People have different styles of learning and by learning to recognize your child’s learning style, you can help set them up for a successful education. By doing this, you can ensure that they’ll be prepared whether they’re on a job or off.
Your own learning style will have an important part to play in your role as a parent as well. If you and your child share the same learning style, this can make it easier for you to help them learn. On the other hand, if you have a different style, it may be more challenging initially, but can be helpful for both you and your child in the long run.
There are three distinct learning styles: auditory, visual, and kinesthetic.
You may be able to learn in a variety of ways and absorb information in all three ways, but you likely have one preferred learning style. Of course preferred doesn’t mean it’s a conscious choice, but it’s still your strong suit and similar to being right or left-handed. No learning style is inherently better, but they are different and sometimes you have to make accommodations in order to deal with your natural tendencies.
By recognizing your child’s learning style, you can help them with some simple tools that’ll help them remember the important lessons. Without this understanding, a child may feel like they’re dumb or that they can’t learn. This can be especially true if their style is different from everyone else’s in the family.
So what do these learning styles mean?
Auditory learners gather and retain information well by listening to it. These learners may excel in lecture halls and may enjoy audio books. They may be able to hear something one time and recite it or play a musical instrument by ear. As your child advances in school and in their career, more and more information is likely received an auditory way, so this is a good skill for them to adapt to, even if it’s not their preferred learning style.
The auditory learner may talk to themselves or read aloud. They may even move their lips when reading.
Visual learners predominantly take in information using their eyes. They may be voracious readers, for example. They may watch others perform tasks and then seem to be able to do the same task with very little effort. A visual learner may struggle in a lecture hall, but excel when taught via videos.
Kinesthetic learners are tactile people. They use their hands and their bodies to gather information. They may write things down, often over and over, inducing a muscle memory to ingrain something into their minds. These people tend to learn by physically doing the process.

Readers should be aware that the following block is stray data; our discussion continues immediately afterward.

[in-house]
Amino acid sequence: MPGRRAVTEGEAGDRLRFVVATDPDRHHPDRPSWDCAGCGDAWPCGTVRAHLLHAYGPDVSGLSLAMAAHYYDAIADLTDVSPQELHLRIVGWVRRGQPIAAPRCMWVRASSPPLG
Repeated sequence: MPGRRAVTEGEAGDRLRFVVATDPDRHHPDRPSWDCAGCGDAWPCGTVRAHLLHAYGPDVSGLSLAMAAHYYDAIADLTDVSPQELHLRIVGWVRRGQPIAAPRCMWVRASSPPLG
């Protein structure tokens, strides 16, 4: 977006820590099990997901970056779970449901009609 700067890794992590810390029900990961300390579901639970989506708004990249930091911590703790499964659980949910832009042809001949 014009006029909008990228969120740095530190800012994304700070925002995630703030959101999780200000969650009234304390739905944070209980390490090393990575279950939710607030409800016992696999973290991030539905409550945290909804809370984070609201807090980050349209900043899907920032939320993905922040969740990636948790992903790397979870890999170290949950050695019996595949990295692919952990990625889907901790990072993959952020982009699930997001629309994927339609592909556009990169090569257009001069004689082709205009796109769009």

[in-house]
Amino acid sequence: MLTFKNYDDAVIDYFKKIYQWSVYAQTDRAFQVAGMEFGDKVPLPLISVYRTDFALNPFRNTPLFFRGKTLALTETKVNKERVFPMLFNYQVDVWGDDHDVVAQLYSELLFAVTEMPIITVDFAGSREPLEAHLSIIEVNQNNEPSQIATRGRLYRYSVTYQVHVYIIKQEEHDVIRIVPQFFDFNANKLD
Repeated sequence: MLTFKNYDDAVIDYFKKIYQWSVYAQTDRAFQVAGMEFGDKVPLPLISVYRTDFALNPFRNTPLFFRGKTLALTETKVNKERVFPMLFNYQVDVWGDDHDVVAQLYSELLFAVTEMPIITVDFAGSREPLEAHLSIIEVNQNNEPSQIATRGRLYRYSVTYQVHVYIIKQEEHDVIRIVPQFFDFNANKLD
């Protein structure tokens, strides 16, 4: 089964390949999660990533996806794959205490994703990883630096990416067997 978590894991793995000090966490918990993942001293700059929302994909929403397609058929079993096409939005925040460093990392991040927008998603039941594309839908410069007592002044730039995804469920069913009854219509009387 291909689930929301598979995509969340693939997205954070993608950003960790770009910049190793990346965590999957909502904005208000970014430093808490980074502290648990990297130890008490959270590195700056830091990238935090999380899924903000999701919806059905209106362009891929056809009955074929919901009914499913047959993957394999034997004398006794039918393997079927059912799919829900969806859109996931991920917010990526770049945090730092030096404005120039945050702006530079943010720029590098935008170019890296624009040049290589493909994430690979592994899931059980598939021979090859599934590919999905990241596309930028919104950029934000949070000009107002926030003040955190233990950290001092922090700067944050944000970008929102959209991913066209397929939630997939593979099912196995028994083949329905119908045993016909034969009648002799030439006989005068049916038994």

Helping your child learn:
If your child is an auditory learner, it may be helpful for them to have a recording device. Whether they use an old-fashioned tape recorder or a new pen that records the words while they’re taking notes, the ability to play the words back can help your child retain information. It can also be helpful to tell your auditory learner what they will learn, then teach it, and then summarize it again.
Getting your child to participate is important for auditory learners. They’ll remember more if they’re allowed to talk rather than forced to sit quietly. Let them ask questions orally. Include interactive Q&A.
Some visual learners respond well with language -- either in written form or in a video format. Other visual learners are less cued into words and are more spatially oriented. These learners do well with charts, graphs, and films that include action rather than merely a video of a lecture.
Visual learners generally like to take notes because it gives them something to look at later. Handouts can be helpful as it allows for this style of learner to look at the information rather than relying on hearing it. A visual learner can be aided in remembering things if they’re encouraged to use their imagination. In their imagination, they can visualize the subject, thereby anchoring it in their mind.
On the other hand, kinesthetic learners really need to touch things and move their bodies. Without some external stimulation, they often become bored and distracted. Letting these learners use their bodies can help them a great deal. This can be anything from highlighting texts to doodling; some may even need to get moving while learning. Something as simple rolling a ball in their hands while listening to a lecture can help a kinesthetic learner.
While you want to recognize how your child learns, you don’t want to fall into a trap of assuming that how they learn is the same as what they’ll learn or be good at. Just because your child is an auditory learner, it doesn’t mean they’ll become a musician for example. Or if your child is a kinesthetic learner, don’t assume they’ll become laborer who works with their hands. Your child can become anything they want, no matter their learning style. They may just get there in a way that’s different than what you would’ve anticipated.
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